Rainsford sprang up and moved quickly to the rail, mystified. He strained his eyes in the direction from which the reports had come, but it was like trying to see through a blanket. He leaped upon the rail and balanced himself there, to get greater elevation; his pipe, striking a rope, was knocked from his mouth. He lunged for it; a short, hoarse cry came from his lips as he realized he had reached too far and had lost his balance. The cry was pinched off short as the blood-warm waters of the Caribbean Sea dosed over his head.
     He struggled up to the surface and tried to cry out, but the wash from the speeding yacht slapped him in the face and the salt water in his open mouth made him gag and strangle. Desperately he struck out with strong strokes after the receding lights of the yacht, but he stopped before he had swum fifty feet. A certain coolheadedness had come to him; it was not the first time he had been in a tight place. There was a chance that his cries could be heard by someone aboard the yacht, but that chance was slender and grew more slender as the yacht raced on. He wrestled himself out of his clothes and shouted with all his power. The lights of the yacht became faint and ever-vanishing fireflies; then they were blotted out entirely by the night.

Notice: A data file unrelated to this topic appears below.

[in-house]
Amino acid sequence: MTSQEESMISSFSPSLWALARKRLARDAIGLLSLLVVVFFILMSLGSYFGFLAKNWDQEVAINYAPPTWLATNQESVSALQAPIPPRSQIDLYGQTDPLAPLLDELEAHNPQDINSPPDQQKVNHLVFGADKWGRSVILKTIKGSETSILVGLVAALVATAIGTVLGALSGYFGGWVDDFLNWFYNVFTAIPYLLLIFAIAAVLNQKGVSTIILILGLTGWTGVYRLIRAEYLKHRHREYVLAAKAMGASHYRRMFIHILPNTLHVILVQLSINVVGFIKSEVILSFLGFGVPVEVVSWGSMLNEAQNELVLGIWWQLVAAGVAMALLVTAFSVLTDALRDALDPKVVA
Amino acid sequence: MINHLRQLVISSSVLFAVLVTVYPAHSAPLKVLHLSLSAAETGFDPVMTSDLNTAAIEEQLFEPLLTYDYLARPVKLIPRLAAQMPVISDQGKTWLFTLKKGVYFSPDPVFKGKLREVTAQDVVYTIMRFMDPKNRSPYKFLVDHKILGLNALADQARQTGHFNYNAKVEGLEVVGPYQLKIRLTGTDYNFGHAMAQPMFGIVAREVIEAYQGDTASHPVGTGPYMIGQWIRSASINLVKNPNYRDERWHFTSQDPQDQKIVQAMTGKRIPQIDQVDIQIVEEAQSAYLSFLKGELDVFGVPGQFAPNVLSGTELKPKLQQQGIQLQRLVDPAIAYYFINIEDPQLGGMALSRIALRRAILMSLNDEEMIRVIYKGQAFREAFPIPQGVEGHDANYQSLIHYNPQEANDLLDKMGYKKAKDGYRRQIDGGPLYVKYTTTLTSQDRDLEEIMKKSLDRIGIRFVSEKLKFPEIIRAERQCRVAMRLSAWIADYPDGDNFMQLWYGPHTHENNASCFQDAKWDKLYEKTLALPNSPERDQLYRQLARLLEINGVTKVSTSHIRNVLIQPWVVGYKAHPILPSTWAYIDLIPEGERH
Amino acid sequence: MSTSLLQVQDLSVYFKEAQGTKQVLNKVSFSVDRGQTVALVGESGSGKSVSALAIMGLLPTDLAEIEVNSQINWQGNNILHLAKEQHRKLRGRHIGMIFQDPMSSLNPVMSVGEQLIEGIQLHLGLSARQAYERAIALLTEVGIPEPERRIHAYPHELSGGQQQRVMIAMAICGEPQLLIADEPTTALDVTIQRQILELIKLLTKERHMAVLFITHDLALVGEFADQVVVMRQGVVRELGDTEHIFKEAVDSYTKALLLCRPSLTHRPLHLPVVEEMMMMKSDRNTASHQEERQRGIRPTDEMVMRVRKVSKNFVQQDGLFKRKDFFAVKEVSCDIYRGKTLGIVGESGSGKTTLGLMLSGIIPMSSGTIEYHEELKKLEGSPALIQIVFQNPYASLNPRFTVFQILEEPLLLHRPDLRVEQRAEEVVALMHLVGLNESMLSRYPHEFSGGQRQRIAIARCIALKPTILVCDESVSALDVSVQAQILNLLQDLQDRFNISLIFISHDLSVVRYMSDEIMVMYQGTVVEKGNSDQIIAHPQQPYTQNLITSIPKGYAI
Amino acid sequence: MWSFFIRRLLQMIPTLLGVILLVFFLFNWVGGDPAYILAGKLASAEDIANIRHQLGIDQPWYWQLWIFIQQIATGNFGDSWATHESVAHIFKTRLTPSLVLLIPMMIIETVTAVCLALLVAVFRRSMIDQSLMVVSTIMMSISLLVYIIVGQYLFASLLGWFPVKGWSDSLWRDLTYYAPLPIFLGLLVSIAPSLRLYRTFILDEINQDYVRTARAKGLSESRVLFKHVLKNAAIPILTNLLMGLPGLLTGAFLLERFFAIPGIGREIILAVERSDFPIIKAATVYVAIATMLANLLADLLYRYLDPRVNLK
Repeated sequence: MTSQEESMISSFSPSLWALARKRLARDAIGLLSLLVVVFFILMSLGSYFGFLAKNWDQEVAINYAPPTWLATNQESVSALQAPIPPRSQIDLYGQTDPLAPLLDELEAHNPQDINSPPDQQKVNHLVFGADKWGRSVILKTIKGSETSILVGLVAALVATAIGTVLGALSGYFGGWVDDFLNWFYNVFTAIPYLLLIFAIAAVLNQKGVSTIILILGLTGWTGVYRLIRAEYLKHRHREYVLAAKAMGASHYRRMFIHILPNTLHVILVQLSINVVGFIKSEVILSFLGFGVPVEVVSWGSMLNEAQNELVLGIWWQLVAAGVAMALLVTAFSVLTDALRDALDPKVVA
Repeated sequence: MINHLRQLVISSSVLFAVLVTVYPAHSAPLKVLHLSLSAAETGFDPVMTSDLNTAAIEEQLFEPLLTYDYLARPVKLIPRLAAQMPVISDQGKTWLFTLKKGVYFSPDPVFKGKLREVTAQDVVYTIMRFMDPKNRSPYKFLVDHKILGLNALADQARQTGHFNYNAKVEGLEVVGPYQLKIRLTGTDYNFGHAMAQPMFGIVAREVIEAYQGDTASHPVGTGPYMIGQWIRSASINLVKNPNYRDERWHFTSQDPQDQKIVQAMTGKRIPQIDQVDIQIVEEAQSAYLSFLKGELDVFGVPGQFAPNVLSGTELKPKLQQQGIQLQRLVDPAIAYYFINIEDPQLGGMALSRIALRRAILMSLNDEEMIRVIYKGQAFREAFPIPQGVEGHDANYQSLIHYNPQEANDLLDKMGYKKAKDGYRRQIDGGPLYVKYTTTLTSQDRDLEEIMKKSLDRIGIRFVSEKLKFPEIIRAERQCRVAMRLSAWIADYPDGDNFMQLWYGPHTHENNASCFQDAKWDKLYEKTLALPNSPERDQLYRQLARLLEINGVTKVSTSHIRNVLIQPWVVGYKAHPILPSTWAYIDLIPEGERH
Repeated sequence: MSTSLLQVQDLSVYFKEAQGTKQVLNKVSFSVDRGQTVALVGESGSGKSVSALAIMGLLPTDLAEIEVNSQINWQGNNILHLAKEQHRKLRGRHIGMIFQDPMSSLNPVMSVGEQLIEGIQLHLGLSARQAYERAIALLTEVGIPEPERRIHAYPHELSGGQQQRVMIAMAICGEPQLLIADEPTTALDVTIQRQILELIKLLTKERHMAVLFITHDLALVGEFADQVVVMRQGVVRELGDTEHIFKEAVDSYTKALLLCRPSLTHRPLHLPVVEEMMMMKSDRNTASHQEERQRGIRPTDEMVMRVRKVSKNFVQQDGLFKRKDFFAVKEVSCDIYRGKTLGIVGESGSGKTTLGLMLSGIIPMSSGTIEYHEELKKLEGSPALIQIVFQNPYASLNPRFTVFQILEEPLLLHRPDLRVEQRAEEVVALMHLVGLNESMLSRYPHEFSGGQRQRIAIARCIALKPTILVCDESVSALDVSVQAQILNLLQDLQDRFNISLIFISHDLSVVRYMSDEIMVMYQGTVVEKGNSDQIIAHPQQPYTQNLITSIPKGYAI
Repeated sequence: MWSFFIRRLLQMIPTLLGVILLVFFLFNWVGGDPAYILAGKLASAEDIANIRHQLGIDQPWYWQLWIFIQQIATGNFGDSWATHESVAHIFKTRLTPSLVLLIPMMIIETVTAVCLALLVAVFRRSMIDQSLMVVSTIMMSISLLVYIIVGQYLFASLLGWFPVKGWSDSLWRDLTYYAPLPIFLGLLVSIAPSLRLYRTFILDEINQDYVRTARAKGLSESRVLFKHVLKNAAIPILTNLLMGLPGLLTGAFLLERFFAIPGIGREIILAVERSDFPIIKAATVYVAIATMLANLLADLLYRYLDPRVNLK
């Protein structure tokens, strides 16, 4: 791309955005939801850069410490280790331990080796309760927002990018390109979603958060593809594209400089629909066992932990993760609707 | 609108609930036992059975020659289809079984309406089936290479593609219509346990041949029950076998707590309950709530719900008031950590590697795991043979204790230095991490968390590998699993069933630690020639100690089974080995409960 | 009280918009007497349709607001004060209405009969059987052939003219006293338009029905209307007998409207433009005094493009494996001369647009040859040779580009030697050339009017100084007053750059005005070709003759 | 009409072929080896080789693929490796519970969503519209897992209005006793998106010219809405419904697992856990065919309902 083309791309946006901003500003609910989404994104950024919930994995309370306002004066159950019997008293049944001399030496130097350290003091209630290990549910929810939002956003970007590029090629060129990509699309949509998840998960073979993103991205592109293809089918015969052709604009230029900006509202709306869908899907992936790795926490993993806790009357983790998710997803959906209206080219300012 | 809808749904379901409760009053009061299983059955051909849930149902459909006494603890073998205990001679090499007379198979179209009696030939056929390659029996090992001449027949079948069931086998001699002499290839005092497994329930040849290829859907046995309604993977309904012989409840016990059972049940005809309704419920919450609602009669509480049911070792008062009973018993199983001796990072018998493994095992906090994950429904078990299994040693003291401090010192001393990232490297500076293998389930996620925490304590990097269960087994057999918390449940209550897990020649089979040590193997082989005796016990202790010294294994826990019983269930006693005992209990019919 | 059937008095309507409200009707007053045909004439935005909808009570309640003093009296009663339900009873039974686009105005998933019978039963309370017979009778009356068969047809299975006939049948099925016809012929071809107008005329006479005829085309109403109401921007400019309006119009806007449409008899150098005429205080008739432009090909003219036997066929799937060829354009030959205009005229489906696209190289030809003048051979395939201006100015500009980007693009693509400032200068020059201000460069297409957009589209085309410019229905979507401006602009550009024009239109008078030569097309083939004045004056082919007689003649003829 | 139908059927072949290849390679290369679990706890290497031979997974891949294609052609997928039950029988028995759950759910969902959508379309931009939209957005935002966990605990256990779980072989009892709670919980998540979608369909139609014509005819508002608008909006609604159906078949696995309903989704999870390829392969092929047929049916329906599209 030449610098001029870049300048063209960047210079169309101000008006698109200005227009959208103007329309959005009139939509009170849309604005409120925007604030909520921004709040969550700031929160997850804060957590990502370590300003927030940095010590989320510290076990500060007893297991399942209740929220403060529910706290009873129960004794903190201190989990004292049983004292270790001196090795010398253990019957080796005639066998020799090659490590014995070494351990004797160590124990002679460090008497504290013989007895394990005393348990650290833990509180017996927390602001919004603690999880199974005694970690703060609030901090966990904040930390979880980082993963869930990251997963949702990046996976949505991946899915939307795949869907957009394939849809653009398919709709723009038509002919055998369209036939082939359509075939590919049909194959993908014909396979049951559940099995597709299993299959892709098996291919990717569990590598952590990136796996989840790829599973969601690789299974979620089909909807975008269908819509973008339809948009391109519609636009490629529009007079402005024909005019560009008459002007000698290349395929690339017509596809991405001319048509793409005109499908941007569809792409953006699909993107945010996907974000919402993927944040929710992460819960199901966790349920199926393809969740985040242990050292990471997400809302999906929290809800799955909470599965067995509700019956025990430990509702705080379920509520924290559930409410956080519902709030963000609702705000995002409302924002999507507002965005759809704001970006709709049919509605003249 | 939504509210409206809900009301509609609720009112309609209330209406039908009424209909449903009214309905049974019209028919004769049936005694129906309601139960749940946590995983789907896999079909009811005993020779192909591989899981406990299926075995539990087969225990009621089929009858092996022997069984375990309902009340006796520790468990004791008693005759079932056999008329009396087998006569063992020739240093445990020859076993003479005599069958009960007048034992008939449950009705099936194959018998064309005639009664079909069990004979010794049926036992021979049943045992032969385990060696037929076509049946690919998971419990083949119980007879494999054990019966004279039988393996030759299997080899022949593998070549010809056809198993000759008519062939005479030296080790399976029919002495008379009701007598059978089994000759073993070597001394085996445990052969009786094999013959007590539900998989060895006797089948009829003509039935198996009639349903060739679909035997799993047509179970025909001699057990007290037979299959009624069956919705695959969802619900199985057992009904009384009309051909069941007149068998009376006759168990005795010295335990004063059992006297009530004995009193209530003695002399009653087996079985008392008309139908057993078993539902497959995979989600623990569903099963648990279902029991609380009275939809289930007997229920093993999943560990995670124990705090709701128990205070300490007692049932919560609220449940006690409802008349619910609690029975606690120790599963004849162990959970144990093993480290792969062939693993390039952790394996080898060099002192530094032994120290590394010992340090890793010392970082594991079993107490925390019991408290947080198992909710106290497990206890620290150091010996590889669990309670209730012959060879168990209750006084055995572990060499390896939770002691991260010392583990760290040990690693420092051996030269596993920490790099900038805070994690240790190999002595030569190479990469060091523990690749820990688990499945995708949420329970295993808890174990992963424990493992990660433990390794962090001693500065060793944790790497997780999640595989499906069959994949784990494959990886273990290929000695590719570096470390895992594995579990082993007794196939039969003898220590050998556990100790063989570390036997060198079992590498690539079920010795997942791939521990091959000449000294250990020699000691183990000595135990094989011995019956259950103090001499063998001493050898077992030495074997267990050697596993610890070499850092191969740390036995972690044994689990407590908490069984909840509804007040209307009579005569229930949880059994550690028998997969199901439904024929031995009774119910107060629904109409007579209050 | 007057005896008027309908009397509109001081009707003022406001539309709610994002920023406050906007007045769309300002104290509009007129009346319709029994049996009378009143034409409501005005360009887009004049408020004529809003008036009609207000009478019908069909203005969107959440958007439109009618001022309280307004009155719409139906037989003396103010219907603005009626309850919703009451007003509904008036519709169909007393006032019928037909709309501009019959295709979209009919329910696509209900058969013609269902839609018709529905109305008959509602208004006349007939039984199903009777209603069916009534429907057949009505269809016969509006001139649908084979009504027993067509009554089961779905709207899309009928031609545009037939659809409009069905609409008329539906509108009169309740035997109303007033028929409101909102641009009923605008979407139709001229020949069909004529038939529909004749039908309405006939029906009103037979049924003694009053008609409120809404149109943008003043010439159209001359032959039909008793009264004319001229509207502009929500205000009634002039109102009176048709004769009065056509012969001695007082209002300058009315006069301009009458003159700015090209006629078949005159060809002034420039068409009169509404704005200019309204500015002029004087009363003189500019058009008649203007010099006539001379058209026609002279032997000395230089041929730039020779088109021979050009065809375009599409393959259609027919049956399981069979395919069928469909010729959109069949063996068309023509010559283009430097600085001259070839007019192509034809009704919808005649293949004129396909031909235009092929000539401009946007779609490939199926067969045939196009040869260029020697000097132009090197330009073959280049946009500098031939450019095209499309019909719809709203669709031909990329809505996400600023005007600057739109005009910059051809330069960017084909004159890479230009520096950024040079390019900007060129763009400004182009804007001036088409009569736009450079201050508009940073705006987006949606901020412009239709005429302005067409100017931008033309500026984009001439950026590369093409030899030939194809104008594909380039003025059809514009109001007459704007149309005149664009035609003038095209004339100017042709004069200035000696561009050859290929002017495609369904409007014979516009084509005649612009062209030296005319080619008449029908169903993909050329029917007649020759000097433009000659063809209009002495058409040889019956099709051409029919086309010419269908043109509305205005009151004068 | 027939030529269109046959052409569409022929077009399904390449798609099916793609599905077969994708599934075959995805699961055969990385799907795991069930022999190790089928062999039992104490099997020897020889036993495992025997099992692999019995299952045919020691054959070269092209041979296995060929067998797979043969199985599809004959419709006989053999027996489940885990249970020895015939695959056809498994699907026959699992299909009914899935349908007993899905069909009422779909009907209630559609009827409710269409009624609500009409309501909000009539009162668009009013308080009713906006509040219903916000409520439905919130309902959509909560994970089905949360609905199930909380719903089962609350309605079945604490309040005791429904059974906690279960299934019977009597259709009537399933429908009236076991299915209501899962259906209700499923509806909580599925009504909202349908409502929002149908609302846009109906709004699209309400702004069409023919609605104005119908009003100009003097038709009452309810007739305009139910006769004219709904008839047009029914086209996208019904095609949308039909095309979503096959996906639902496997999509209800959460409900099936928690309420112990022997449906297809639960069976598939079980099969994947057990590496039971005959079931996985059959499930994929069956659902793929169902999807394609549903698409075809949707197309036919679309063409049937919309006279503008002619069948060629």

Rainsford remembered the shots. They had come from the right, and doggedly he swam in that direction, swimming with slow, deliberate strokes, conserving his strength. For a seemingly endless time he fought the sea. He began to count his strokes; he could do possibly a hundred more and then--.
     Rainsford heard a sound. It came out of the darkness, a high screaming sound, the sound of an animal in an extremity of anguish and terror.
     He did not recognize the animal that made the sound; he did not try to; with fresh vitality he swam toward the sound. He heard it again; then it was cut short by another noise, crisp, staccato.
     "Pistol shot," muttered Rainsford, swimming on.